Children die in Namibia at obscene rates, from diseases that should be treatable or preventable. The statistics from 2007 showed that 24,000 children died in Namibia of malnutrition, which is especially shocking when one considers the population of Namibia is only 1.8 million. Many people still look on western medicine with suspicion, and will try all sorts of traditional medicines before coming to the hospital. The patient is usually on death's door and usually has had their conditions aggravated by traditional remedies, but if the patient dies while in the hospital, it reinforces the idea that western medicine is to blame or has failed. We have spoken with many frustrated hospital staff who wish people would seek help when it was needed, not after every other avenue was explored.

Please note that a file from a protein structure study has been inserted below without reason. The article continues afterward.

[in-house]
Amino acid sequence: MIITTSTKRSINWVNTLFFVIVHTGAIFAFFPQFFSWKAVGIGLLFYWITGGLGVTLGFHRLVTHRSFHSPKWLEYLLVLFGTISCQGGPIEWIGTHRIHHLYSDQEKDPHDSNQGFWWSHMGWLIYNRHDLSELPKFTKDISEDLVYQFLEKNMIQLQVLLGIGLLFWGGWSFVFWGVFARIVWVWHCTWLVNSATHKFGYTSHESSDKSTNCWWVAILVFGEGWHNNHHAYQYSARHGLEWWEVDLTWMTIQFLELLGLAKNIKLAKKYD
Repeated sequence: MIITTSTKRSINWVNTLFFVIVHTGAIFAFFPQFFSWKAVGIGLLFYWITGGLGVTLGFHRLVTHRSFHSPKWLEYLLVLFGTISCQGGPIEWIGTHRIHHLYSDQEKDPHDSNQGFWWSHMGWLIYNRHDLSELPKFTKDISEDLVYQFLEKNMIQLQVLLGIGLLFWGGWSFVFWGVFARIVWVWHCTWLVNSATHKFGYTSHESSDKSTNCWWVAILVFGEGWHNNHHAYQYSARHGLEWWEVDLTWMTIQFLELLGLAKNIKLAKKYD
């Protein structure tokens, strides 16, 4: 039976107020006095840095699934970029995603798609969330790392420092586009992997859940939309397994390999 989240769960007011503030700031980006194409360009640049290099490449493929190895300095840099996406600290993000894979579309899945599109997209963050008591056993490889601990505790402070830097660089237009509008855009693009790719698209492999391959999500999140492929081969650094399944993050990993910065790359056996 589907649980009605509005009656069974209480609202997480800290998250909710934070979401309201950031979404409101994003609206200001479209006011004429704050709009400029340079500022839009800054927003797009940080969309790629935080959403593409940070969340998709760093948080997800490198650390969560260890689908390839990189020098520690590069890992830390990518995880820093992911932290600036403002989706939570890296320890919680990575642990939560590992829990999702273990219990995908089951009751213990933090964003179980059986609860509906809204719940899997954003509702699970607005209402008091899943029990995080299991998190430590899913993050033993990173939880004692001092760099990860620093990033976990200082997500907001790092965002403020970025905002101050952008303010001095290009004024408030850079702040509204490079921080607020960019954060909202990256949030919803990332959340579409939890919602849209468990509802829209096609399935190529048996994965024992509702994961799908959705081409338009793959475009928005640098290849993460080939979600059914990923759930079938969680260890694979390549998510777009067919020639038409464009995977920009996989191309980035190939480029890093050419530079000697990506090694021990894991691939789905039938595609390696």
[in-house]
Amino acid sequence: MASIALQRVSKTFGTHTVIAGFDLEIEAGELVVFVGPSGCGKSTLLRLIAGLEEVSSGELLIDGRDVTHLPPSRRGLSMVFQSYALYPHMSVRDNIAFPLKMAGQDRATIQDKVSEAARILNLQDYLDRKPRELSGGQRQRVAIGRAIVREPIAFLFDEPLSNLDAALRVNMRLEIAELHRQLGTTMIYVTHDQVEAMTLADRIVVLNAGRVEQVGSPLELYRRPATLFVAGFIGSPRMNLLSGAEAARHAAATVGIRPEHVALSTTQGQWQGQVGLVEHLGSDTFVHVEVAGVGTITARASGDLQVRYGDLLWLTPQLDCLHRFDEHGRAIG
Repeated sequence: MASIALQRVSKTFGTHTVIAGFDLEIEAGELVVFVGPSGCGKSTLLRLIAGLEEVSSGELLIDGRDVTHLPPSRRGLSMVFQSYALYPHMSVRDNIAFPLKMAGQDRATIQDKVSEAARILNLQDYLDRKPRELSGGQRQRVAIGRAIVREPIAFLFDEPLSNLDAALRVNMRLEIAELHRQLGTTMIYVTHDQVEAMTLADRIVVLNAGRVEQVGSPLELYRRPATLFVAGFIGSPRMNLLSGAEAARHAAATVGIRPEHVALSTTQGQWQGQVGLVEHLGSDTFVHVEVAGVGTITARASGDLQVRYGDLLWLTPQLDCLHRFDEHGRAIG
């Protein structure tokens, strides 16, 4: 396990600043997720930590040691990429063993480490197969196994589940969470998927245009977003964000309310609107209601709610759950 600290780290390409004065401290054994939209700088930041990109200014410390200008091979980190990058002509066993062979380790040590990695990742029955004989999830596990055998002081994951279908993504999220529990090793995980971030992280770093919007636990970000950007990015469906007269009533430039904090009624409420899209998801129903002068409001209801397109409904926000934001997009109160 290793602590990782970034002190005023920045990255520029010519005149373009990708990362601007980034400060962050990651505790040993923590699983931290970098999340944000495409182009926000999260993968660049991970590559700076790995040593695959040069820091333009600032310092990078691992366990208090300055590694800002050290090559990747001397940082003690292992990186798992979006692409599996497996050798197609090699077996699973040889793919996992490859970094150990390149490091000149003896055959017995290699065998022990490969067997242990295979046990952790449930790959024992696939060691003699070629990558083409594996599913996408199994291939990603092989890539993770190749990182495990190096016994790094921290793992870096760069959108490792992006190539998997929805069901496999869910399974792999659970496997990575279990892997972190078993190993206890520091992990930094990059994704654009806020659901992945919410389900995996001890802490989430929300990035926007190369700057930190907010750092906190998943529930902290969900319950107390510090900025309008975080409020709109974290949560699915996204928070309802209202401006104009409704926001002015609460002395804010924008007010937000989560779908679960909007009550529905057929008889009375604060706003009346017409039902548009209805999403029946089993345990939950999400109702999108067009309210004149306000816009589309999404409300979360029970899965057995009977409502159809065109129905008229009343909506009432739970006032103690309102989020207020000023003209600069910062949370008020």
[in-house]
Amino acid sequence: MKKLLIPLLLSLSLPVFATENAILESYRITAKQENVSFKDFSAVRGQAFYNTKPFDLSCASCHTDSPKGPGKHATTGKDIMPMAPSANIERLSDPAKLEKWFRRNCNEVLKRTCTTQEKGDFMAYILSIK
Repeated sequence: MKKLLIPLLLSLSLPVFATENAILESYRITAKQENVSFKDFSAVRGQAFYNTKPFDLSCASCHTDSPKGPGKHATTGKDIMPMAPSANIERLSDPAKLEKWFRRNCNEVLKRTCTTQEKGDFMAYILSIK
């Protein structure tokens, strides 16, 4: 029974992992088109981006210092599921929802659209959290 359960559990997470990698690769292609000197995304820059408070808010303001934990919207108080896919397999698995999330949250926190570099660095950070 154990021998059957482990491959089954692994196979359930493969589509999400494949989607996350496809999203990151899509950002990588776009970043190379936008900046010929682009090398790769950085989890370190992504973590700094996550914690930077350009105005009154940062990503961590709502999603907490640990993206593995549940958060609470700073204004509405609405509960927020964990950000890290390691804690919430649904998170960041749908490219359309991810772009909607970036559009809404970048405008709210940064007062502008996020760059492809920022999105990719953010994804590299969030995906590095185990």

Life is hard and altogether too short here in Rundu.
Thursday, March 19, 2009
A few weeks ago while playing soccer with the boys at OVC program, Daryl broke a bone in his foot. We were able to get an X-ray quite quickly, but there was some uncertainty with the image so we drove the next day to the capital city, Windhoek, to get a CT scan and the advice of an orthopaedic surgeon. The results were that the 1st metatarsal was fractured in too many pieces to perform surgery, so that rest and time was the only option for treatment. We were relieved to avoid surgery.
The sight of a white guy on crutches hiking through the sand is one that elicits a lot of curiosity and attention. The first few days Daryl was wearing an Aircast, and he might as well have been from outer-space. We were able to switch to a much-lighter fibreglass cast for the next couple of weeks, and the entire cast is now covered with signatures of the kids.